U.S. natural gas prices tumbled on Monday, as forecasts for the next two weeks turned milder, dampening near-term demand expectations for the cooling fuel.
Natural gas for delivery in August on the New York Mercantile Exchange slumped 7.2 cents, or 2.49%, to trade at $2.798 per million British thermal units during U.S. morning hours.
Futures were likely to find support at $2.776, the low from July 17, and resistance at $2.944, the high from July 17.
Natural gas came under pressure as milder temperatures were expected to spread across most parts of the U.S. Northeast in the coming days, after a heat wave swept through much of the country last week.
Demand for natural gas tends to fluctuate in the summer based on hot weather and air conditioning use. Natural gas accounts for about a quarter of U.S. electricity generation.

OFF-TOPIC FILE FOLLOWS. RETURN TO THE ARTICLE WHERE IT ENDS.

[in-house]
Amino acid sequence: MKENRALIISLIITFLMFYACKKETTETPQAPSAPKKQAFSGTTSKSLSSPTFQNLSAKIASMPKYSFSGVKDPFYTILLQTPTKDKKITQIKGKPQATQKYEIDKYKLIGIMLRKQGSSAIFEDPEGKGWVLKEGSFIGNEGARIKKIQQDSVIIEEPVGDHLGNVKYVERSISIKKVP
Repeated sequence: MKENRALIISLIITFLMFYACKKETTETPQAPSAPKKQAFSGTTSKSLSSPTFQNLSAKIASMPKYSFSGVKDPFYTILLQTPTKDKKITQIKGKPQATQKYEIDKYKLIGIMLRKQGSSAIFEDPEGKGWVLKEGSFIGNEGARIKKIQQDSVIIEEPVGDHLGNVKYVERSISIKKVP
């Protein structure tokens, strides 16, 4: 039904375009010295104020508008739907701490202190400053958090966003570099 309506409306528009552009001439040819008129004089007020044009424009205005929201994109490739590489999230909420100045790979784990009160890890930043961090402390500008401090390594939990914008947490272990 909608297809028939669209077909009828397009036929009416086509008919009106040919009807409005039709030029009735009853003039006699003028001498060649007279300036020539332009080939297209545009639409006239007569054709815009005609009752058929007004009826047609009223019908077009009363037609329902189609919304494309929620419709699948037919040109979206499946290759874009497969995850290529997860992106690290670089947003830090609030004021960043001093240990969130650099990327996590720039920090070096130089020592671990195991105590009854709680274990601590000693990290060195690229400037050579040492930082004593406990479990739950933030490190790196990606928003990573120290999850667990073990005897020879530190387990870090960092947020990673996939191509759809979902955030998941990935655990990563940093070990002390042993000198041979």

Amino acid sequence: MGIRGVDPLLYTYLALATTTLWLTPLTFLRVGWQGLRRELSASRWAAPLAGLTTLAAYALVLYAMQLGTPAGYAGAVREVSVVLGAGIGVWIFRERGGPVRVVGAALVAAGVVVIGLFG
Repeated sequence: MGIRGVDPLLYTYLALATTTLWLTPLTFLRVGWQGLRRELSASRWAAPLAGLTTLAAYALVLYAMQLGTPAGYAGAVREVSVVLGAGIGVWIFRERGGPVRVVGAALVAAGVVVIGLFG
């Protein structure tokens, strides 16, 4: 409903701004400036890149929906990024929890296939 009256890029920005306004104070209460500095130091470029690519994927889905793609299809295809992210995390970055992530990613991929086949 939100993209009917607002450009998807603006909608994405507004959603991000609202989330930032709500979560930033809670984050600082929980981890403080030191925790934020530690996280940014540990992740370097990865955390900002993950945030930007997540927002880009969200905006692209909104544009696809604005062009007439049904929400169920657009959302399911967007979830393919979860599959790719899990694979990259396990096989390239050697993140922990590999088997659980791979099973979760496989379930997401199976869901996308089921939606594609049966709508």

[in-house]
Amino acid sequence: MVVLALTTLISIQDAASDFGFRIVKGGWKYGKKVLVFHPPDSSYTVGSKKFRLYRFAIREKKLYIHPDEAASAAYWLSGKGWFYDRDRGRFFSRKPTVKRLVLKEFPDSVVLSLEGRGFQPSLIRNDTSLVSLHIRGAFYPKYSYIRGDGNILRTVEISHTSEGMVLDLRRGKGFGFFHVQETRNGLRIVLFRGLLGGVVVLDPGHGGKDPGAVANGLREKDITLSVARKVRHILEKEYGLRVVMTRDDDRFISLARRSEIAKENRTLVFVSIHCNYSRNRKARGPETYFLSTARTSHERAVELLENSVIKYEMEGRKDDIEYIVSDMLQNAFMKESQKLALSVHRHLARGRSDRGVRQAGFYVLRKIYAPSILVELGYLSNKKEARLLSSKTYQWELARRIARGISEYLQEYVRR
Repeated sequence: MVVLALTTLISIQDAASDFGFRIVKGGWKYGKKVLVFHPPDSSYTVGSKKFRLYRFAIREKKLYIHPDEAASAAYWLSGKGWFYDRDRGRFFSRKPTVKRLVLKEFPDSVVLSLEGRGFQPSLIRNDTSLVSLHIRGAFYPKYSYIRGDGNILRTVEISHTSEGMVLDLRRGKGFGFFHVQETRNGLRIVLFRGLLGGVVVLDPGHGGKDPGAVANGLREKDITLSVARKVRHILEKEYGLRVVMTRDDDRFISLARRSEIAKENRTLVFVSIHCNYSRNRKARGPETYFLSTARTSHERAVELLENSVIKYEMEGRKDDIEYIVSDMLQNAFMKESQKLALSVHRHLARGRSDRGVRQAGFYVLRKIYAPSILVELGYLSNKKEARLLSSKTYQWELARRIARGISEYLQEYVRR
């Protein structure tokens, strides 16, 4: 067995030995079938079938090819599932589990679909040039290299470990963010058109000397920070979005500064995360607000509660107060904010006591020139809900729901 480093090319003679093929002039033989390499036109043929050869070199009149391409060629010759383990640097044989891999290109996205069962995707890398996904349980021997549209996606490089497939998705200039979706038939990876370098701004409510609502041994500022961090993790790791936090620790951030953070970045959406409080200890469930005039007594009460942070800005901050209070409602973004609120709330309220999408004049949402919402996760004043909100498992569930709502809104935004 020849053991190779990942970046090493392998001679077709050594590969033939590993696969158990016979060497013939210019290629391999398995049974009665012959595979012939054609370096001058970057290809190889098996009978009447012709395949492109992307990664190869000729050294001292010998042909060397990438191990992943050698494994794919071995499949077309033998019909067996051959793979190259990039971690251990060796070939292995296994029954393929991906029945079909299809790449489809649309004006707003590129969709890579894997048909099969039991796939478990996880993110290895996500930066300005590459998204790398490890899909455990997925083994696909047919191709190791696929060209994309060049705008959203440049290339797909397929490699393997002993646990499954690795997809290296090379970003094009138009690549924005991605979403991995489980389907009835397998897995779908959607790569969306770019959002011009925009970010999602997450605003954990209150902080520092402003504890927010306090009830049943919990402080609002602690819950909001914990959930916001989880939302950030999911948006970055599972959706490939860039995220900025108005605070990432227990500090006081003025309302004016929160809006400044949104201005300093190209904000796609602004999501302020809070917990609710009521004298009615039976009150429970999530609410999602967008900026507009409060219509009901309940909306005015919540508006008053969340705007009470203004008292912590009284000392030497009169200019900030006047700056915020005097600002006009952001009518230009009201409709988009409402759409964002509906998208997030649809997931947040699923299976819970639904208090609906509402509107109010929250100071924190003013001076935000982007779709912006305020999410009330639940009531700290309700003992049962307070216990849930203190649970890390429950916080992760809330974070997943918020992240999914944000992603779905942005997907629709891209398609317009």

The August natural gas contract rose 5.4 cents, or 3.61%, last week, as hotter-than-normal summer temperatures increased the need for gas-fired electricity to cool homes, boosting demand for natural gas.
Natural gas accounts for about a quarter of U.S. electricity generation.
According to the U.S. Energy Information Administration, natural gas storage in the U.S. rose by 99 billion cubic feet last week, compared to expectations for an increase of 95 billion and following a build of 91 billion cubic feet in the preceding week.
Supplies rose by 105 billion cubic feet in the same week last year, while the five-year average change is an increase of 71 billion cubic feet.
Total U.S. natural gas storage stood at 2.767 trillion cubic feet, 30.9% higher than during the same week a year earlier and 2.7% above the five-year average for this time of year.
Last spring, supplies were 55% below the five-year average, indicating producers have made up for all of last winter’s unusually strong demand.